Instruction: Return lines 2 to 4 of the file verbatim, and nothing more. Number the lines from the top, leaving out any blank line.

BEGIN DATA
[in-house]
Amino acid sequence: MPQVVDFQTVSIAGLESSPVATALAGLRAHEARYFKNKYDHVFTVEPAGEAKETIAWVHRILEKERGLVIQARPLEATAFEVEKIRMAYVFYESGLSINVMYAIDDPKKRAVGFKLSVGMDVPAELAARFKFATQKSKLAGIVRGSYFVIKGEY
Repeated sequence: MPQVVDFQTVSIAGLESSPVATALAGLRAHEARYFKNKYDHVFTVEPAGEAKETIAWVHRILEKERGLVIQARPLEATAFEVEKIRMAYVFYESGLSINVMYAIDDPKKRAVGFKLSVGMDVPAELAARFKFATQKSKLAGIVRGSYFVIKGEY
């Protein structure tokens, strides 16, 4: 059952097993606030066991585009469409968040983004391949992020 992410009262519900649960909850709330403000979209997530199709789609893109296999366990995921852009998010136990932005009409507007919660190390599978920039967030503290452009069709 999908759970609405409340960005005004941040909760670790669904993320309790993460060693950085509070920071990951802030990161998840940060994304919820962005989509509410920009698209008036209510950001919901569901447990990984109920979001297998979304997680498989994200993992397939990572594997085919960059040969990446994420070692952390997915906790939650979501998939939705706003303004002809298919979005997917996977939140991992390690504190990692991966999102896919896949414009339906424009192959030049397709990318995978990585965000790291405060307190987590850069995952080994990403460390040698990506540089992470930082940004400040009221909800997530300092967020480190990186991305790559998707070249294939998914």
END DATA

Amino acid sequence: MPQVVDFQTVSIAGLESSPVATALAGLRAHEARYFKNKYDHVFTVEPAGEAKETIAWVHRILEKERGLVIQARPLEATAFEVEKIRMAYVFYESGLSINVMYAIDDPKKRAVGFKLSVGMDVPAELAARFKFATQKSKLAGIVRGSYFVIKGEY
Repeated sequence: MPQVVDFQTVSIAGLESSPVATALAGLRAHEARYFKNKYDHVFTVEPAGEAKETIAWVHRILEKERGLVIQARPLEATAFEVEKIRMAYVFYESGLSINVMYAIDDPKKRAVGFKLSVGMDVPAELAARFKFATQKSKLAGIVRGSYFVIKGEY
């Protein structure tokens, strides 16, 4: 059952097993606030066991585009469409968040983004391949992020 992410009262519900649960909850709330403000979209997530199709789609893109296999366990995921852009998010136990932005009409507007919660190390599978920039967030503290452009069709 999908759970609405409340960005005004941040909760670790669904993320309790993460060693950085509070920071990951802030990161998840940060994304919820962005989509509410920009698209008036209510950001919901569901447990990984109920979001297998979304997680498989994200993992397939990572594997085919960059040969990446994420070692952390997915906790939650979501998939939705706003303004002809298919979005997917996977939140991992390690504190990692991966999102896919896949414009339906424009192959030049397709990318995978990585965000790291405060307190987590850069995952080994990403460390040698990506540089992470930082940004400040009221909800997530300092967020480190990186991305790559998707070249294939998914």